Oh, but the so-called "progressives," who in the late 1800's and later self identified as "liberals" (but not as in "classic liberals"), do not warn about the unintended consequences of their methods of limiting population.
Back in February of 2012, Freeper livius posted a telling statement on this subject: "This is worse than before. What we are now being forced to pay for is essentially a government funded and (as yet) indirectly government administered population control program."
My response then was that writers have been exposing socialism's tyrannical principles and goals for a century now. Those who have understood it best declared that its policies lead to tyranny and oppression.
Yet, we have arrogant Americans, born in liberty, and viewing themselves as "intellectuals" and "progressives," who have embraced socialist ideas over the ideas of liberty and are determined to impose its deadly limitations on a once-free people. Note the writer's warning that the "scheme of socialism is wholly incomplete unless it includes the power of restraining the increase of population."
Note the following:
From the Liberty Fund Library is "A Plea for Liberty: An Argument Against Socialism and Socialistic Legislation," edited by Thomas Mackay (1849 - 1912), originally published in 1891, Chapter 1, excerpted final paragraphs from Edward Stanley Robertson's essay:
"I have suggested that the scheme of Socialism is wholly incomplete unless it includes a power of restraining the increase of population, which power is so unwelcome to Englishmen that the very mention of it seems to require an apology. I have showed that in France, where restraints on multiplication have been adopted into the popular code of morals, there is discontent on the one hand at the slow rate of increase, while on the other, there is still a 'proletariat,' and Socialism is still a power in politics.
"I have put the question, how Socialism would treat the residuum of the working class and of all classesthe class, not specially vicious, nor even necessarily idle, but below the average in power of will and in steadiness of purpose. I have intimated that such persons, if they belong to the upper or middle classes, are kept straight by the fear of falling out of class, and in the working class by positive fear of want. But since Socialism purposes to eliminate the fear of want, and since under Socialism the hierarchy of classes will either not exist at all or be wholly transformed, there remains for such persons no motive at all except physical coercion. Are we to imprison or flog all the 'ne'er-do-wells'?
"I began this paper by pointing out that there are inequalities and anomalies in the material world, some of which, like the obliquity of the ecliptic and the consequent inequality of the day's length, cannot be redressed at all. Others, like the caprices of sunshine and rainfall in different climates, can be mitigated, but must on the whole be endured. I am very far from asserting that the inequalities and anomalies of human society are strictly parallel with those of material nature. I fully admit that we are under an obligation to control nature so far as we can. But I think I have shown that the Socialist scheme cannot be relied upon to control nature, because it refuses to obey her. Socialism attempts to vanquish nature by a front attack. Individualism, on the contrary, is the recognition, in social politics, that nature has a beneficent as well as a malignant side. The struggle for life provides for the various wants of the human race, in somewhat the same way as the climatic struggle of the elements provides for vegetable and animal lifeimperfectly, that is, and in a manner strongly marked by inequalities and anomalies. By taking advantage of prevalent tendencies, it is possible to mitigate these anomalies and inequalities, but all experience shows that it is impossible to do away with them. All history, moreover, is the record of the triumph of Individualism over something which was virtually Socialism or Collectivism, though not called by that name. In early days, and even at this day under archaic civilisations, the note of social life is the absence of freedom. But under every progressive civilisation, freedom has made decisive stridesbroadened down, as the poet says, from precedent to precedent. And it has been rightly and naturally so.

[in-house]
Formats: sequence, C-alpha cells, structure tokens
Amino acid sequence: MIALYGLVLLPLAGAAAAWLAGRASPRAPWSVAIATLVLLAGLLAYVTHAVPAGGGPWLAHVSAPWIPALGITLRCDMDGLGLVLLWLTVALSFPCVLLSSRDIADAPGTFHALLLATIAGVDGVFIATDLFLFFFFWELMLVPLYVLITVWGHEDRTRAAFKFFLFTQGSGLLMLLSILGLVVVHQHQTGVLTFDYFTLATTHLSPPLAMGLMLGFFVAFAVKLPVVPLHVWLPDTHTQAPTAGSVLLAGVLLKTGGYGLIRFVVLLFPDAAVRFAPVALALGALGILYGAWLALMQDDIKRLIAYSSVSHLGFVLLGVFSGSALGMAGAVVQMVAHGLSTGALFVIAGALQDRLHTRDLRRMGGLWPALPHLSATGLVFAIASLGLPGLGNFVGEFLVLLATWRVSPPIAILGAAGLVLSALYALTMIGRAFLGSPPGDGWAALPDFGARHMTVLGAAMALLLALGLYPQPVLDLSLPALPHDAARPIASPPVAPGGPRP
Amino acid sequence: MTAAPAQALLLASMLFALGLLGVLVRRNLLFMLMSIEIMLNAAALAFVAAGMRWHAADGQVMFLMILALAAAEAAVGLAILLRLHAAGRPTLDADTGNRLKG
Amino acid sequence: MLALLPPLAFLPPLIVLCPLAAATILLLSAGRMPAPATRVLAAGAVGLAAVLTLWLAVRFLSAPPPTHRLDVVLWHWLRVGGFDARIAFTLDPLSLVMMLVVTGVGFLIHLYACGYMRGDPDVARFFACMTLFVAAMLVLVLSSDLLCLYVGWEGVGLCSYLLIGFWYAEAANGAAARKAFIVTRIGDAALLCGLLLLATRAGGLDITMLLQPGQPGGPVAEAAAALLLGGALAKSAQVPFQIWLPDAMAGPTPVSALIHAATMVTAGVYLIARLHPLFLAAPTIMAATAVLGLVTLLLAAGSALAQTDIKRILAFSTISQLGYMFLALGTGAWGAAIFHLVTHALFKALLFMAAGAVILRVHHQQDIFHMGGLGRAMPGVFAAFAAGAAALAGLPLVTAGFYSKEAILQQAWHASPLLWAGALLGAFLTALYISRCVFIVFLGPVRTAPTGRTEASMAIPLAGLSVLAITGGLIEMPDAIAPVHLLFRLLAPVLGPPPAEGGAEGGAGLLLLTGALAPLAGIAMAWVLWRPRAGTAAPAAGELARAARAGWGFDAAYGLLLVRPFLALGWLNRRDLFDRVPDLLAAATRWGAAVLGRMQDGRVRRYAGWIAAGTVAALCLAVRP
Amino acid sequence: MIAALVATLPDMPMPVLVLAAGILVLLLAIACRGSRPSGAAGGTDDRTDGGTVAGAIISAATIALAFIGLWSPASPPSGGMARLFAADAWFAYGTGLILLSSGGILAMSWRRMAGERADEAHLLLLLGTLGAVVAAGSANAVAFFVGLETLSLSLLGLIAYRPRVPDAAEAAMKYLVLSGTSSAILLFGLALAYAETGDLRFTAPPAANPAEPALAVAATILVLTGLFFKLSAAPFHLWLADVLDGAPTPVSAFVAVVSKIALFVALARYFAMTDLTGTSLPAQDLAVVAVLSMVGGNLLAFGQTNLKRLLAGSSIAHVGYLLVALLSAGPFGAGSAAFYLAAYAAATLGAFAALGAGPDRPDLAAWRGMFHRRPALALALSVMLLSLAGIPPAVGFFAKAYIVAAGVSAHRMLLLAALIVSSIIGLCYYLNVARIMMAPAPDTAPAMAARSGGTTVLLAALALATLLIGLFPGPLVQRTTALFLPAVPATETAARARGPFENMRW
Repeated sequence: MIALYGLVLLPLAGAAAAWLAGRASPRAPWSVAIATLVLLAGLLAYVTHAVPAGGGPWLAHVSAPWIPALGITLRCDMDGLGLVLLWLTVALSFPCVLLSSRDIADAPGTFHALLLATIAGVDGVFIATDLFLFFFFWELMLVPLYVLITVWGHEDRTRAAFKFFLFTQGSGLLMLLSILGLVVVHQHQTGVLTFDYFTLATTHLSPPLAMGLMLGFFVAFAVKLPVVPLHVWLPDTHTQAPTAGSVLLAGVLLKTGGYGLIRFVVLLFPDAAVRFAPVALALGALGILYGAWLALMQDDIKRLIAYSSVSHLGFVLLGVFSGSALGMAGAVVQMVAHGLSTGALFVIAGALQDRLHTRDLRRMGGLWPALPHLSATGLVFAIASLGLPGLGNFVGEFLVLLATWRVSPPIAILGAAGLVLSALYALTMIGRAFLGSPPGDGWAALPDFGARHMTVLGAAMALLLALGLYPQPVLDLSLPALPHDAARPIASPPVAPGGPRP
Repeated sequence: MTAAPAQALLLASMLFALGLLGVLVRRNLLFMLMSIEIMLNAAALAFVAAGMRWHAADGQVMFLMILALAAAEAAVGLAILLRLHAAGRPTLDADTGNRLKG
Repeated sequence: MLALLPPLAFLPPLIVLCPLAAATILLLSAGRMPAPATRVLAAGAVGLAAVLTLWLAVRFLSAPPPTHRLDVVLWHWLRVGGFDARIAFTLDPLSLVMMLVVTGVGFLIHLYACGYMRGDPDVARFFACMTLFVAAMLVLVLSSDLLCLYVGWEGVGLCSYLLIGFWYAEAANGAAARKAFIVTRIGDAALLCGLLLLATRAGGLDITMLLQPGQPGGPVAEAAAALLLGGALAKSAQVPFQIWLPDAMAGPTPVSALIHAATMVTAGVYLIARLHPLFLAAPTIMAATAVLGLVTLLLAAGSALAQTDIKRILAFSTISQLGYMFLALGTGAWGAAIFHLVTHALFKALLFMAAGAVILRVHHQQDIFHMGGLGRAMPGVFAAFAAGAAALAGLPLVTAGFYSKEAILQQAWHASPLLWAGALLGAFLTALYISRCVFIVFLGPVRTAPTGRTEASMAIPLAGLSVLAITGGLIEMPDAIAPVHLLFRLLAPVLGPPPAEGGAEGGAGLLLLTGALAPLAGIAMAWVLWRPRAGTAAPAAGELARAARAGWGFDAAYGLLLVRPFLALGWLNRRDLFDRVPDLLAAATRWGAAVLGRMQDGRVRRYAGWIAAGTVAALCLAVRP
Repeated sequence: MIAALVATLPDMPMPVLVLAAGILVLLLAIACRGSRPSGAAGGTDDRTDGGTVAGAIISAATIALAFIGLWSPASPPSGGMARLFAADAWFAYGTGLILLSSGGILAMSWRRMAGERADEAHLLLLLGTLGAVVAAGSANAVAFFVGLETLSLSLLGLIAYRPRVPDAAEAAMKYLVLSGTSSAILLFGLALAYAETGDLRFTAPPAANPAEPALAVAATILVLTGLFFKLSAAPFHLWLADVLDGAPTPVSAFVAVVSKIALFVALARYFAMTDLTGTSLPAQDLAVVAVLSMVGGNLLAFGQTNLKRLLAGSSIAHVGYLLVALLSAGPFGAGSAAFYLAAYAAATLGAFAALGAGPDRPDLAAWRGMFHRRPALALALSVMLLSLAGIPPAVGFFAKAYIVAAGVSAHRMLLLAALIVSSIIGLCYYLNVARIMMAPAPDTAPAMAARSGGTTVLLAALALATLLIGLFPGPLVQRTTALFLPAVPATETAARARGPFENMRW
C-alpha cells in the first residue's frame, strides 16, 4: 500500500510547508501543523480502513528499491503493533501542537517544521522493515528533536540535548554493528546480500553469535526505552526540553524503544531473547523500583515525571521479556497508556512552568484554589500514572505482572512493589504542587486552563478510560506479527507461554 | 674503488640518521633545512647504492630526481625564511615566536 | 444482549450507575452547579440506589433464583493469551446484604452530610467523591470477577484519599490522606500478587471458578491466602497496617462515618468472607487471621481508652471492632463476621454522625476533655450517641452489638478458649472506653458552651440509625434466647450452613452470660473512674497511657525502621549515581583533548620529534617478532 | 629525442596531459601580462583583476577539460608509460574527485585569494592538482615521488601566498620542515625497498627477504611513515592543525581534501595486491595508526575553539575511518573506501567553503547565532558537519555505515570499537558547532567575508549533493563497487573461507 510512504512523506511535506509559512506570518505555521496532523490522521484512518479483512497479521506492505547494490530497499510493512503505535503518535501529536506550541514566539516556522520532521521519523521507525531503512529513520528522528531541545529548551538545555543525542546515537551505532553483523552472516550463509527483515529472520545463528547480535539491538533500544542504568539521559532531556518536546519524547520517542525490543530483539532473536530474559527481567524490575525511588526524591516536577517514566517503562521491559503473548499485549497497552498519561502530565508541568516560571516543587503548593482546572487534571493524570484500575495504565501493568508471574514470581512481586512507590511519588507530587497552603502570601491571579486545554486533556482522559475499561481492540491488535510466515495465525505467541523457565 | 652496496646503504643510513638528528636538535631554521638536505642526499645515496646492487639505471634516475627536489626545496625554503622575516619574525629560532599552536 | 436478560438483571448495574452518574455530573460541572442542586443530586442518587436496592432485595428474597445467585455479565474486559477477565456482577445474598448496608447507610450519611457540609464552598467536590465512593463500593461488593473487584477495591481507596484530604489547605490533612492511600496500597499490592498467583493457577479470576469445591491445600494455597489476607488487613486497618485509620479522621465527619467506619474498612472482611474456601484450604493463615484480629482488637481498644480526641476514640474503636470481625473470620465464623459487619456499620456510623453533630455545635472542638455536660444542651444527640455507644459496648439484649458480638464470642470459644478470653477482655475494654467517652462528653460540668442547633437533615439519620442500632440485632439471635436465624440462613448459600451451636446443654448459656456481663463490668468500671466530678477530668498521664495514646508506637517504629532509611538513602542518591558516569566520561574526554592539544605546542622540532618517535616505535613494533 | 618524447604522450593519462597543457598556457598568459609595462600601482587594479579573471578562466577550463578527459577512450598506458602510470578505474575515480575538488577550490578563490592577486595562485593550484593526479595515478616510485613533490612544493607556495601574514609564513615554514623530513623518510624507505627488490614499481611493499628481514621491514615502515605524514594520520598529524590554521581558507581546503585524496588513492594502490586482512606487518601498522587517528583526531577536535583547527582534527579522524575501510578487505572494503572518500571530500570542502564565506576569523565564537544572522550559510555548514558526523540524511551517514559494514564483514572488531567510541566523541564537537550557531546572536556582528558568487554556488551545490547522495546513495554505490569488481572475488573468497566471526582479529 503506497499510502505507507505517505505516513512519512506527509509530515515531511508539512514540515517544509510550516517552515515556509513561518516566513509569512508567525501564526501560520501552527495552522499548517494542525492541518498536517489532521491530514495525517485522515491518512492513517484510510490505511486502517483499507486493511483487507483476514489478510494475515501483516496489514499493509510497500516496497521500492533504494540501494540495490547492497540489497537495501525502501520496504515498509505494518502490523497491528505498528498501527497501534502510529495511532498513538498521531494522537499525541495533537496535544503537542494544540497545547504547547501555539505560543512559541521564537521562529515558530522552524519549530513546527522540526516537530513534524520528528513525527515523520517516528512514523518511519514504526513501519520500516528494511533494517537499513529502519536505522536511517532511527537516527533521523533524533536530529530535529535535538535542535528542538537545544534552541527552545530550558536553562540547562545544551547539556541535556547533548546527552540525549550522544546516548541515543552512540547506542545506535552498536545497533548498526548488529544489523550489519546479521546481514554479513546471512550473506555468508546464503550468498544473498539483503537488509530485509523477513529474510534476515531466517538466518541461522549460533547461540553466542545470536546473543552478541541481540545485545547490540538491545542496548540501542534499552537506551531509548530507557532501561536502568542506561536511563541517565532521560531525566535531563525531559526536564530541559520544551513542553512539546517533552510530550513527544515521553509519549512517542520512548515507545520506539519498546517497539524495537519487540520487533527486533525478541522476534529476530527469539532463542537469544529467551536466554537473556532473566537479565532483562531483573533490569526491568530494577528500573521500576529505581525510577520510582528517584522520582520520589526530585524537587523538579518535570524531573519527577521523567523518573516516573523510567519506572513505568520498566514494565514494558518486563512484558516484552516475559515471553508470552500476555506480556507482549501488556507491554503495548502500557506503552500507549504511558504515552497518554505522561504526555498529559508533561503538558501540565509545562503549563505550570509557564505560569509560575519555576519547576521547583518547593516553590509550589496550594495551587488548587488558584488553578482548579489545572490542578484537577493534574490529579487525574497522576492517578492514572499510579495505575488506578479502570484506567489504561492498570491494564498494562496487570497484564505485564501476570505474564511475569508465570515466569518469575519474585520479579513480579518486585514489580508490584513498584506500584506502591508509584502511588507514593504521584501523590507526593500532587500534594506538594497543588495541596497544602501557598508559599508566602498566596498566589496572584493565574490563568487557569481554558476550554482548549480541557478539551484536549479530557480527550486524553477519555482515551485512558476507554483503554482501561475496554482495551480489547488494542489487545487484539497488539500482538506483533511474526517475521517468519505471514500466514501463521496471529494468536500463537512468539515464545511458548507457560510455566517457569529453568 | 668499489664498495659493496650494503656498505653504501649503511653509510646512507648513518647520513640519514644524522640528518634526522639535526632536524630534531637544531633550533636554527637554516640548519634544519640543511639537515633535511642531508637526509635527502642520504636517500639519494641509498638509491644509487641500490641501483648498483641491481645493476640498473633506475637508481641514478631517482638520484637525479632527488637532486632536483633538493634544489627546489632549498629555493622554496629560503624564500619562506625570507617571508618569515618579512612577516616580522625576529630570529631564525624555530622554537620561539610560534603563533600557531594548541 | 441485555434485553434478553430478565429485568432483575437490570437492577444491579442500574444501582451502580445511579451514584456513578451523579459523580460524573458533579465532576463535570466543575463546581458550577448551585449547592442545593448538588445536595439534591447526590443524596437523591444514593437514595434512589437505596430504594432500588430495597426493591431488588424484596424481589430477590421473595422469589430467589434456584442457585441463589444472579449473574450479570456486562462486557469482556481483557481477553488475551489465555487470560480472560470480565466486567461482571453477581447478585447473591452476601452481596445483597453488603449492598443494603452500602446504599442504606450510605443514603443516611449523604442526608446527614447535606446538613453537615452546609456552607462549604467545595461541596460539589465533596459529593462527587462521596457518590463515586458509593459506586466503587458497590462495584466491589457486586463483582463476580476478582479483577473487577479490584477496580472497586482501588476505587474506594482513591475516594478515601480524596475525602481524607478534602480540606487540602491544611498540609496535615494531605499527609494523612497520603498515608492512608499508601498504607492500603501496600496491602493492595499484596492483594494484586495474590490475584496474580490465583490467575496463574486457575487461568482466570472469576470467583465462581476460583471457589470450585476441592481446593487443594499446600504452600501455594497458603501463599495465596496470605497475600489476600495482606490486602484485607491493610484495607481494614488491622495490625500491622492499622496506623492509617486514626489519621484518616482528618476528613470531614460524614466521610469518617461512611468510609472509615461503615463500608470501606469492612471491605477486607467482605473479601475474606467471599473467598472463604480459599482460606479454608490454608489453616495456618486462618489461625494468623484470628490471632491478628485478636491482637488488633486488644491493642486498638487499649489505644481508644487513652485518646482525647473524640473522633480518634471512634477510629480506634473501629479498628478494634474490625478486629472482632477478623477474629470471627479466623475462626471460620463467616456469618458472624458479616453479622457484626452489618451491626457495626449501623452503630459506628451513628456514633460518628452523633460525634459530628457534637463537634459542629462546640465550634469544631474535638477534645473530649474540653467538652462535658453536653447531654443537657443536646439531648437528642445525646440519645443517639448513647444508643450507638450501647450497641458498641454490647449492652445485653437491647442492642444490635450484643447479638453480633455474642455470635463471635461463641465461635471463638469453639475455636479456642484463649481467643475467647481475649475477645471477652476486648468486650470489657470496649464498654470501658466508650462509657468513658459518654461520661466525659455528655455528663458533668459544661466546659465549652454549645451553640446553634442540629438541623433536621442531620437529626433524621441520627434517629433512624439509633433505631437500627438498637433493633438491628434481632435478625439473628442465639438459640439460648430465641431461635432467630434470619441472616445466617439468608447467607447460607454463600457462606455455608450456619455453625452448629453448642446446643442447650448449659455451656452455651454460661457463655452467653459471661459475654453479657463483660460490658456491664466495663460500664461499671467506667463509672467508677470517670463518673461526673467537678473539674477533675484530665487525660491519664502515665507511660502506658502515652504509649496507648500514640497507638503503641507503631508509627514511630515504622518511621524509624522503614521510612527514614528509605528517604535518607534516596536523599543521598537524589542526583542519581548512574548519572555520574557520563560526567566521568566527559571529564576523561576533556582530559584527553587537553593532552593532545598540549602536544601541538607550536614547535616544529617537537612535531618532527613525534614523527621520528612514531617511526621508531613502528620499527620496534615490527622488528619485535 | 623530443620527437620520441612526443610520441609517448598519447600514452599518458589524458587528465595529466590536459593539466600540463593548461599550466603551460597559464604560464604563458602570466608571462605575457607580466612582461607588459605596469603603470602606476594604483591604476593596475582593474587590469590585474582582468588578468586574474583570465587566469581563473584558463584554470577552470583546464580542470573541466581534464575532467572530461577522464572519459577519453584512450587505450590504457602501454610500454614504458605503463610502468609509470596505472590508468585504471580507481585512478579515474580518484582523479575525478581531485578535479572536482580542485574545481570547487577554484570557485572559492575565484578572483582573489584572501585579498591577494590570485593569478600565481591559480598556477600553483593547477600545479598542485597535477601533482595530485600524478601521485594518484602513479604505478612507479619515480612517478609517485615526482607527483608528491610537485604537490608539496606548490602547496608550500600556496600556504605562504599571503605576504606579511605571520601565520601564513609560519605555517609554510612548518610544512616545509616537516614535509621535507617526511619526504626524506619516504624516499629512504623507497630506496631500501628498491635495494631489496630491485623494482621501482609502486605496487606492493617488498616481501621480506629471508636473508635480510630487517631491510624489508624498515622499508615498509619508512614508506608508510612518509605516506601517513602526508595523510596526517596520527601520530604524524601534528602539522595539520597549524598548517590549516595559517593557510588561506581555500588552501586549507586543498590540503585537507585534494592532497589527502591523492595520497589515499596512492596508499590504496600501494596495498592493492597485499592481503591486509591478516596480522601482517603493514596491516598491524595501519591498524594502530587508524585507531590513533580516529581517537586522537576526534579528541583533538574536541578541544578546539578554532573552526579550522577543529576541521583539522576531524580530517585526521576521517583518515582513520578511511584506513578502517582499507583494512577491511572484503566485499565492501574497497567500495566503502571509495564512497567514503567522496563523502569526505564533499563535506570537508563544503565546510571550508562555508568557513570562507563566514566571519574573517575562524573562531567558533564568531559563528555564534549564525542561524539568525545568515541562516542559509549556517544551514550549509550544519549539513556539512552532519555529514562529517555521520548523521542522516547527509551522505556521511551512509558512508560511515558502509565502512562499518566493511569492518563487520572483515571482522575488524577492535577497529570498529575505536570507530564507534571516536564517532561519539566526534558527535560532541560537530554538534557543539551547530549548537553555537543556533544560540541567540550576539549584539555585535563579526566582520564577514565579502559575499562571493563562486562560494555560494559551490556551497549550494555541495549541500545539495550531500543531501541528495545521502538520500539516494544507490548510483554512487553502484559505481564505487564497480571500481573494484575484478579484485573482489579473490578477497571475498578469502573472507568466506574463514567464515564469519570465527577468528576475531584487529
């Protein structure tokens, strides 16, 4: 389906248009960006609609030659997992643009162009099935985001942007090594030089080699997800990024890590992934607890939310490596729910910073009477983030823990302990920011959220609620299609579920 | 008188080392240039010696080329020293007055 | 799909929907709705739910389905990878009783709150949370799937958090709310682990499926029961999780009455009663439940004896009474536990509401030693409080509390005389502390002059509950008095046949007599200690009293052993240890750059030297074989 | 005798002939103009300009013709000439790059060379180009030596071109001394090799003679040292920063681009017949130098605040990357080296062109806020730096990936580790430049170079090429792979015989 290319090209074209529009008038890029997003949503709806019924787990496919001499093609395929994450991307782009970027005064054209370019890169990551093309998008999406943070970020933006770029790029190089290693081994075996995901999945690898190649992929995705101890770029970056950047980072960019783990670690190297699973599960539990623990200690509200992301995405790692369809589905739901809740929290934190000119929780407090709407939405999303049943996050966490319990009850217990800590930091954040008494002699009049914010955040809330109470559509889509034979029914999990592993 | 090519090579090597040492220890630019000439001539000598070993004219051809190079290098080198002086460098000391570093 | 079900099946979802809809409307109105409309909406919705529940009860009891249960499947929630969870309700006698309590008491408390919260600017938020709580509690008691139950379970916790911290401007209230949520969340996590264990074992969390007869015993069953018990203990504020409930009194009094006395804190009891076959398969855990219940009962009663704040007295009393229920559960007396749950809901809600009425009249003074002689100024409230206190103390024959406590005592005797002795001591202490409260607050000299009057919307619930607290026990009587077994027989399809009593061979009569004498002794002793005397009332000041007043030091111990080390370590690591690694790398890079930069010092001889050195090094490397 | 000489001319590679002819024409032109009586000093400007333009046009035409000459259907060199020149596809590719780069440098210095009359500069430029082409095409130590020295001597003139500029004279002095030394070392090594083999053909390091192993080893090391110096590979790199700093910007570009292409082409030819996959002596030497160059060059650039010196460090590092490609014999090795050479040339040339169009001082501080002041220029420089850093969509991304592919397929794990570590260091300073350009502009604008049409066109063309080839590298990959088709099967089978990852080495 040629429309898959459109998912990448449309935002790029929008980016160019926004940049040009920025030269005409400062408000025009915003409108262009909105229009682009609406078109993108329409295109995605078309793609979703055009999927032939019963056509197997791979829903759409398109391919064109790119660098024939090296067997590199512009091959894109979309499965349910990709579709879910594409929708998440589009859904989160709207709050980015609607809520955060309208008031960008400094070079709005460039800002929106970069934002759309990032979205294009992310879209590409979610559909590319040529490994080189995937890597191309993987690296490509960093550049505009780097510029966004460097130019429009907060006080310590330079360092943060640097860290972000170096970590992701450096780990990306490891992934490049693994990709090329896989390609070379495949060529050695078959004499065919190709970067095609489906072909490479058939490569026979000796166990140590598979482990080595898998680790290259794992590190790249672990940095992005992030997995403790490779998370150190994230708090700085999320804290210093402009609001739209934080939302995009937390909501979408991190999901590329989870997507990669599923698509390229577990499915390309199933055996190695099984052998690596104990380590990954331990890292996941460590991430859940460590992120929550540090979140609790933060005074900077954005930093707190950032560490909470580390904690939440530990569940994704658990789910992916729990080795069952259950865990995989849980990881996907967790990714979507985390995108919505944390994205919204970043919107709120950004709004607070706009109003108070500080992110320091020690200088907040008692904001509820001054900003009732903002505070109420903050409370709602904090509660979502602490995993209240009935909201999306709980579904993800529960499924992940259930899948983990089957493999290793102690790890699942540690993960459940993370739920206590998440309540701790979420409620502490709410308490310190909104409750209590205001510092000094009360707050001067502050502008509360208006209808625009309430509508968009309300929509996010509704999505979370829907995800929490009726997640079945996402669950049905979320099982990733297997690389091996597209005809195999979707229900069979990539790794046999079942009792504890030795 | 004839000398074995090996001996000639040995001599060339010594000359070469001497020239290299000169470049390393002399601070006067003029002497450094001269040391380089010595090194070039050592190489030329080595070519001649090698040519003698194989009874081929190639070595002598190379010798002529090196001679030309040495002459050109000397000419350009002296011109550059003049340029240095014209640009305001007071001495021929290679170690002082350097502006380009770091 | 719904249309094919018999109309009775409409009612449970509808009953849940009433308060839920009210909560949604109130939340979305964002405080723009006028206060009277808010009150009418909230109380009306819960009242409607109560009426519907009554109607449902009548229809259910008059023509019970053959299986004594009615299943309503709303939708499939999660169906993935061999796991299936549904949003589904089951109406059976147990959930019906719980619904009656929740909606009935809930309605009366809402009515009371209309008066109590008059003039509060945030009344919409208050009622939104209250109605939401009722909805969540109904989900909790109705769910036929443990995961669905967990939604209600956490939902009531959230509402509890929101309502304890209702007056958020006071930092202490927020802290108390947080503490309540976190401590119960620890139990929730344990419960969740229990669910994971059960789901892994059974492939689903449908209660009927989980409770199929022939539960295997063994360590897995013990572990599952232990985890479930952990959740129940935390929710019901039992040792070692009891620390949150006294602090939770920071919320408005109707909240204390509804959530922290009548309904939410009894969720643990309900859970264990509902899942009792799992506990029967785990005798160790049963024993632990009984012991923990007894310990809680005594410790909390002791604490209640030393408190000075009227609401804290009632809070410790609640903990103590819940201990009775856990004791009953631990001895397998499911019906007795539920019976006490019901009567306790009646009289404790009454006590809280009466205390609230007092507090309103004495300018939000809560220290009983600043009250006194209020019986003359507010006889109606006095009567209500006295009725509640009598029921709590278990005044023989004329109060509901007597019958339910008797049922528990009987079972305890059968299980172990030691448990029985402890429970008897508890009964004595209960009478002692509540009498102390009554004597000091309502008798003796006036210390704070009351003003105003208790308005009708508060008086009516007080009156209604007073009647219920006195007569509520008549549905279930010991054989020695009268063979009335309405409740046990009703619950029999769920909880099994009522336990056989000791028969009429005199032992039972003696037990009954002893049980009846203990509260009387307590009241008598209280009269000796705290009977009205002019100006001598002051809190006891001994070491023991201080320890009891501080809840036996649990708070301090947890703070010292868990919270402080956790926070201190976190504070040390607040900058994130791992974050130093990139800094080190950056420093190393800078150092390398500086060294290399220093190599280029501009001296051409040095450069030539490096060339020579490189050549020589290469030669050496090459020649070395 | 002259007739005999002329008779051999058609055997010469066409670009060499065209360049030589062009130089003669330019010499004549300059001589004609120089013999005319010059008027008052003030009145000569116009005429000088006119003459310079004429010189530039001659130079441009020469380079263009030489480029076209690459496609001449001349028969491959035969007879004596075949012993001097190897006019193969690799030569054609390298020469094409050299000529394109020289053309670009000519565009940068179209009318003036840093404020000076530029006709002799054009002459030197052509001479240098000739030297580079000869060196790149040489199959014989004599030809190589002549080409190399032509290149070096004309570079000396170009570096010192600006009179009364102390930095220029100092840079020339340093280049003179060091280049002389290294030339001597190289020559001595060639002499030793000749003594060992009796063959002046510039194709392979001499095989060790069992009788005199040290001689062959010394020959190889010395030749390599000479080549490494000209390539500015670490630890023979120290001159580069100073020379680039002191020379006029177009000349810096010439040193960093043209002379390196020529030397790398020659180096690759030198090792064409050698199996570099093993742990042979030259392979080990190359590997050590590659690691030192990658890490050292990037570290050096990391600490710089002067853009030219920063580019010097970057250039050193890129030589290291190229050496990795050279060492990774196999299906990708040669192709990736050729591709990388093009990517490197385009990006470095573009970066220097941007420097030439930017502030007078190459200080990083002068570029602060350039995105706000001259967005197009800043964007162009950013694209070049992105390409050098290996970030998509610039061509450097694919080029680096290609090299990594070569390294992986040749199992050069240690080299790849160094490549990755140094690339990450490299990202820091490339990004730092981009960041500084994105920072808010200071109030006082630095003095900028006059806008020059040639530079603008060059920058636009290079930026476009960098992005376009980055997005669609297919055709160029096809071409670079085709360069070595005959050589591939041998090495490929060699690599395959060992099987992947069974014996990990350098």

"Freedom is the most valuable of all human possessions, next after life itself. It is more valuable, in a manner, than even health. No human agency can secure health; but good laws, justly administered, can and do secure freedom. Freedom, indeed, is almost the only thing that law can secure. Law cannot secure equality, nor can it secure prosperity. In the direction of equality, all that law can do is to secure fair play, which is equality of rights but is not equality of conditions. In the direction of prosperity, all that law can do is to keep the road open. That is the Quintessence of Individualism, and it may fairly challenge comparison with that Quintessence of Socialism we have been discussing. Socialism, disguise it how we may, is the negation of Freedom. That it is so, and that it is also a scheme not capable of producing even material comfort in exchange for the abnegations of Freedom, I think the foregoing considerations amply prove." EDWARD STANLEY ROBERTSON
But I think I have shown that the Socialist scheme cannot be relied upon to control nature, because it refuses to obey her.
Socialism attempts to vanquish nature by a front attack.
Human nature and socialism can never mix no matter how hard they try to force it on people.
Our nature is to desire freedom and liberty, on our way to fully desiring God.
When the Chinese government demands that every couple only have one child, they are disrupting everything a parent must have in order to raise their children according to human nature.
Socialism (and its allies, Marxism, Maoism, etc.) must eventually die a complete death.